Sudan Crisis: Everything You Need To Know.

Nourdin L

By Nourdin L

Nourdin L

15 Jun 2019

Sudan crisis

Sudan has been caught in the middle of a political crisis since December when the country had an uprising. More than 100 people were slaughtered with a staggering 700 people injured in attacks last Monday and 70 raped in the midst of the attack with the number in deaths still climbing at a rapid pace.

So what’s happening in Sudan? And what could course this level of country spread brutality?

Sudan crisis

Massive protests began in Sudan in December 2018 when the government decided to triple the price of all goods.

Sudan was already suffering from a shortage in foreign currency with inflation had hit by 70 percent.

Cuts to essentials such as bread and fuel sparked our rage with protests beginning in the east of the country and spreading to the countries capital Khartoum. With protesters demanding the removal of Sudanese president Al-Bashir who has led the country since 1989.

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However, Bashir refused to step down causing opposition groups to retaliate and form a united correlation. Bashir’s government retaliated by arresting 800 members of the opposing camps.

Tension in Sudan spiked on April 6th. When protesters stood outside the Sudanese military headquarters demanding for the military to force Al-Bashir out of power.

Sudan news: Sudanese woman protester

Five days later on April 11th Al- Bashir stepped down on a military coup de tat and on April 17th he was removed from housed arrest and placed in Khartoum prison. In may Mr. Bashir was charged with “Inciting and participating” In the slaughter of peaceful and innocent protesters.

What happened after the government was overthrown?

A council of military generals was formed to rise to power in Sudan after the president being overthrown on April 11th. However, the country struggled to adjust the new climate and never did return to normality.

The head of the military council is general Abdel Fattah Abdelrahman Burhan. Who states that the council’s sole purpose is to maintain order and security across Sudan. The problem is that the Sudanese military is not completely united with many paramilitary organizations having a very big influence over many Sudanese citizens.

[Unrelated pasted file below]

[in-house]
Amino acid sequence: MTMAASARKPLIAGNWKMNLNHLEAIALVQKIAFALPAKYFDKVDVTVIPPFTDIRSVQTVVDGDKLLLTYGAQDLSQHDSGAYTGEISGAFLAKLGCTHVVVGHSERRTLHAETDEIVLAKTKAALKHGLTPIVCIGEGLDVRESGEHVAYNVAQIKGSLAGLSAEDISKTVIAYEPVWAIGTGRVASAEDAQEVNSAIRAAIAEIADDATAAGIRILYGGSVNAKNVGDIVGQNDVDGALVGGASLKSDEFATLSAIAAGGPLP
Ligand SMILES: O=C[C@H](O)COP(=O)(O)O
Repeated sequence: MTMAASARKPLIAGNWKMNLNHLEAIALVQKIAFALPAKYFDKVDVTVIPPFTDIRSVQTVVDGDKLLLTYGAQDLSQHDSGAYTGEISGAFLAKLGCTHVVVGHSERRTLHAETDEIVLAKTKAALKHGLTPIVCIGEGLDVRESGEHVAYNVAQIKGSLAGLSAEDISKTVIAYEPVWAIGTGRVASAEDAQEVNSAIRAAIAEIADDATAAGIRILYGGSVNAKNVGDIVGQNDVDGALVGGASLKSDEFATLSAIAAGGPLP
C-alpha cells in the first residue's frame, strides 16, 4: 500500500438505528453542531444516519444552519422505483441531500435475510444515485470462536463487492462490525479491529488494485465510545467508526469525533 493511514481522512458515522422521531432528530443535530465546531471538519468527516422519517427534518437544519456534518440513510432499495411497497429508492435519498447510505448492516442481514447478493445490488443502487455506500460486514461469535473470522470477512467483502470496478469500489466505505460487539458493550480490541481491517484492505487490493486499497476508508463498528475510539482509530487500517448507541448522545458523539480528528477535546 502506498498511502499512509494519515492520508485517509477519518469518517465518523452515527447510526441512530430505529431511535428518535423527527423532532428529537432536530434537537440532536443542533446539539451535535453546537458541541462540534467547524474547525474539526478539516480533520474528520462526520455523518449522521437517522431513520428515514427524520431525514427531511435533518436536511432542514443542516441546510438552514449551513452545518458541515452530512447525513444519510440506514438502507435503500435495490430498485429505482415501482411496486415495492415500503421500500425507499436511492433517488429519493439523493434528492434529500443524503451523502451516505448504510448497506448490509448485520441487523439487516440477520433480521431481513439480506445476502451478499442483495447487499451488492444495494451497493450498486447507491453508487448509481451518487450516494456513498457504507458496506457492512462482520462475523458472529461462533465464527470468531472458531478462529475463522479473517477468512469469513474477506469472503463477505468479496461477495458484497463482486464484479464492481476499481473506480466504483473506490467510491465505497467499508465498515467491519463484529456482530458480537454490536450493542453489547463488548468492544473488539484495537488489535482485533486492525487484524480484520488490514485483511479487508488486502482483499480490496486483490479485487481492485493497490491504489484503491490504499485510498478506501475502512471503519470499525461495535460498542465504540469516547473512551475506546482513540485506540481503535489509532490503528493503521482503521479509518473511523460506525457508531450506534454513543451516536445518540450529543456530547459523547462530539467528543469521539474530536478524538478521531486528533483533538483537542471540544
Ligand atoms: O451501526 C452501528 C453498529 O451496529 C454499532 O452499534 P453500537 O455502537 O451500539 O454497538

Sudan news: Transitional Military Council

On June 3rd Paramilitary forces launched a vicious attack on protesters in Sudan capital Khartoum who were outside a sit-in to bring democratic reform to Sudan. Heavily armed Paramilitary soldiers unleashed rapid gunfire and launched tear gas into crowds of protesters. They also raided and destroyed pro-democracy camps.

There’s is not an exact number on the number of fatalities at this protest. But the doctor’s committee who was also supportive of the protest reported the names of 112 people who have been confirmed dead. This lists did not include the 4o bodies found in the Nile not far from the protest. These bodies were reported as being beaten shot and some even hacked to death with machetes in what channel 4s Sudanese journalist Yousar Albagari reported as a “massacre”.

Sudan crisis

As well as this massive death toll there has been many reliable and credible reports of many female protesters falling victims to being raped by military soldiers. Causing social media to explode into a rage when eyewitnesses reported a 6-year-old girl being raped by 10 soldiers in a mosque on the day of Eid. And grown men being raped in front of their family members in an attempt to humiliate them.

The next day Military council leader Abdel Fattah Abdelrahman Burhan announced that all negotiation and plans with protesters wheres canceled and re-election would take place in 9 months time. He later went back on his world announced in a televised speech that the military council was now open for negotiation. But protesters did not accept the offer as they feel that the council can not be trusted.

Since then much of Khartoum has been put on lockdown with a resident telling the BBC:
“We have reached the point where we can’t even step out of our homes because we are scared to be beaten or to be shot by the security forces.

A pharmacist in the capital reported that military forces are now shutting down the hospital to prevent injured civilians from receiving medical attention and aid.

He stated that: “They kicked us out from two hospitals that were giving aid to the injured and the victims of the gunshots. “

Another woman in the capital said: “They’re surrounding neighborhoods, they’re threatening people. They’re also using live ammunition. They’re everywhere. We’re not feeling safe and we don’t have trust in the security forces. It’s complete chaos.”

There are many reports of media and internet blackouts to prevent citizens from making contact with people outside the capital. And an alarming amount of reports of rape and sexual abuse flooding in by the bucket load.

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So what can you do to help?

Whilst many people are jaw dropped by the injustice and horrific events of what is going on in Sudan. Many people are wondering how the Miltary council is getting away with it and why no other political powers outside of Sudan is intervening.

This why we must raise awareness and speak up for the Sudanese people whose voices have been taken for them until we are so loud that it can no longer be ignored and the world superpowers will have no choice but to step in.

you can do this by contacting the international criminal court by email and raise your concerns about the breach of human rights and massacre of the Sudanese citizens, [email protected].

You can also use the hashtags #prayforsudan or #IamTheSudanRevolution

My prayers go out to all the citizens of Sudan and I hope that with the power of social media and word of mouth we will bring an end to their suffering.